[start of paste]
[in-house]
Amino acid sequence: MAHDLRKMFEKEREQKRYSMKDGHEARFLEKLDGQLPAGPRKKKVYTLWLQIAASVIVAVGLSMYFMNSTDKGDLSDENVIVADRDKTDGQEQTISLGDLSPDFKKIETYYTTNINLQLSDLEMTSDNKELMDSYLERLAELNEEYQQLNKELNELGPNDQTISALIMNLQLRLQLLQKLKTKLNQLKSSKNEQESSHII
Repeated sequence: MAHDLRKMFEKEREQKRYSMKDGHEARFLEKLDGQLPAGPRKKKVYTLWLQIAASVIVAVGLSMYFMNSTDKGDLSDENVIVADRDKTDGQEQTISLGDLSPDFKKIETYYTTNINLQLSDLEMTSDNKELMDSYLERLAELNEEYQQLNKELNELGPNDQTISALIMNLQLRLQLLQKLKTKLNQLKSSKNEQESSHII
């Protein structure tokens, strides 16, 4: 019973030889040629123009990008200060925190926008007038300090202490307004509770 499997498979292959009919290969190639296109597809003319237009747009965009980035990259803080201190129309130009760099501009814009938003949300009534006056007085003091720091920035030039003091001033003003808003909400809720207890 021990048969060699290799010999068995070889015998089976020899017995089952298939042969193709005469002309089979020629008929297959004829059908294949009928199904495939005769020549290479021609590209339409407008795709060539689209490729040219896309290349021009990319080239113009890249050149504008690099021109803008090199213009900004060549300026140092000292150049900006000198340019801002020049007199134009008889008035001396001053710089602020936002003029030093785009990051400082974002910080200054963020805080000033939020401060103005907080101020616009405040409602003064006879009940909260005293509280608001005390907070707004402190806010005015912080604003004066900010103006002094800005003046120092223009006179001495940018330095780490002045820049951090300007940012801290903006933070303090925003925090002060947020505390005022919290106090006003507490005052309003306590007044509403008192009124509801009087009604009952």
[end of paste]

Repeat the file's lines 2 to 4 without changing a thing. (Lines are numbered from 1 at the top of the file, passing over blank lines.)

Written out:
Amino acid sequence: MAHDLRKMFEKEREQKRYSMKDGHEARFLEKLDGQLPAGPRKKKVYTLWLQIAASVIVAVGLSMYFMNSTDKGDLSDENVIVADRDKTDGQEQTISLGDLSPDFKKIETYYTTNINLQLSDLEMTSDNKELMDSYLERLAELNEEYQQLNKELNELGPNDQTISALIMNLQLRLQLLQKLKTKLNQLKSSKNEQESSHII
Repeated sequence: MAHDLRKMFEKEREQKRYSMKDGHEARFLEKLDGQLPAGPRKKKVYTLWLQIAASVIVAVGLSMYFMNSTDKGDLSDENVIVADRDKTDGQEQTISLGDLSPDFKKIETYYTTNINLQLSDLEMTSDNKELMDSYLERLAELNEEYQQLNKELNELGPNDQTISALIMNLQLRLQLLQKLKTKLNQLKSSKNEQESSHII
């Protein structure tokens, strides 16, 4: 019973030889040629123009990008200060925190926008007038300090202490307004509770 499997498979292959009919290969190639296109597809003319237009747009965009980035990259803080201190129309130009760099501009814009938003949300009534006056007085003091720091920035030039003091001033003003808003909400809720207890 021990048969060699290799010999068995070889015998089976020899017995089952298939042969193709005469002309089979020629008929297959004829059908294949009928199904495939005769020549290479021609590209339409407008795709060539689209490729040219896309290349021009990319080239113009890249050149504008690099021109803008090199213009900004060549300026140092000292150049900006000198340019801002020049007199134009008889008035001396001053710089602020936002003029030093785009990051400082974002910080200054963020805080000033939020401060103005907080101020616009405040409602003064006879009940909260005293509280608001005390907070707004402190806010005015912080604003004066900010103006002094800005003046120092223009006179001495940018330095780490002045820049951090300007940012801290903006933070303090925003925090002060947020505390005022919290106090006003507490005052309003306590007044509403008192009124509801009087009604009952």